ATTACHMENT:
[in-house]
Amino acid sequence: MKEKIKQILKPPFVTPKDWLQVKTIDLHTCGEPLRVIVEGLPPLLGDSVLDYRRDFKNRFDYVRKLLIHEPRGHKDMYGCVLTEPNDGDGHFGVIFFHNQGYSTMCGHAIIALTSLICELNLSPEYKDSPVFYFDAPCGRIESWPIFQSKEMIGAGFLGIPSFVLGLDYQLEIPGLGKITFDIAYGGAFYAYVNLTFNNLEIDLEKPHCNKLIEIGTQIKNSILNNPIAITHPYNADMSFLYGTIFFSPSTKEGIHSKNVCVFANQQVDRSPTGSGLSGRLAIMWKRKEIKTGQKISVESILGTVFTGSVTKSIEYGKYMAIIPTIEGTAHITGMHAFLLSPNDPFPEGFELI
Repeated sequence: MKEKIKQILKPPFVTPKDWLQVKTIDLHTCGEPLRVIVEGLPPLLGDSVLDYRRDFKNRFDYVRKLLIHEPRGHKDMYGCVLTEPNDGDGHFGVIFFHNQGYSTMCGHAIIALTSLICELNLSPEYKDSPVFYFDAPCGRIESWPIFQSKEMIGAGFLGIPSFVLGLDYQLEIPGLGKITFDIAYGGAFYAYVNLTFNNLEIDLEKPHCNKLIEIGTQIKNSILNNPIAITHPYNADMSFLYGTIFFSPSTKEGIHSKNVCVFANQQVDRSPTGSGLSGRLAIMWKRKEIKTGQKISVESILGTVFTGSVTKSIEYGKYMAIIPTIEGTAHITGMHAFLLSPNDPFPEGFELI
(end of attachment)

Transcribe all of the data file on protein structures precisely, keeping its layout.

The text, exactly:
[in-house]
Amino acid sequence: MKEKIKQILKPPFVTPKDWLQVKTIDLHTCGEPLRVIVEGLPPLLGDSVLDYRRDFKNRFDYVRKLLIHEPRGHKDMYGCVLTEPNDGDGHFGVIFFHNQGYSTMCGHAIIALTSLICELNLSPEYKDSPVFYFDAPCGRIESWPIFQSKEMIGAGFLGIPSFVLGLDYQLEIPGLGKITFDIAYGGAFYAYVNLTFNNLEIDLEKPHCNKLIEIGTQIKNSILNNPIAITHPYNADMSFLYGTIFFSPSTKEGIHSKNVCVFANQQVDRSPTGSGLSGRLAIMWKRKEIKTGQKISVESILGTVFTGSVTKSIEYGKYMAIIPTIEGTAHITGMHAFLLSPNDPFPEGFELI
Repeated sequence: MKEKIKQILKPPFVTPKDWLQVKTIDLHTCGEPLRVIVEGLPPLLGDSVLDYRRDFKNRFDYVRKLLIHEPRGHKDMYGCVLTEPNDGDGHFGVIFFHNQGYSTMCGHAIIALTSLICELNLSPEYKDSPVFYFDAPCGRIESWPIFQSKEMIGAGFLGIPSFVLGLDYQLEIPGLGKITFDIAYGGAFYAYVNLTFNNLEIDLEKPHCNKLIEIGTQIKNSILNNPIAITHPYNADMSFLYGTIFFSPSTKEGIHSKNVCVFANQQVDRSPTGSGLSGRLAIMWKRKEIKTGQKISVESILGTVFTGSVTKSIEYGKYMAIIPTIEGTAHITGMHAFLLSPNDPFPEGFELI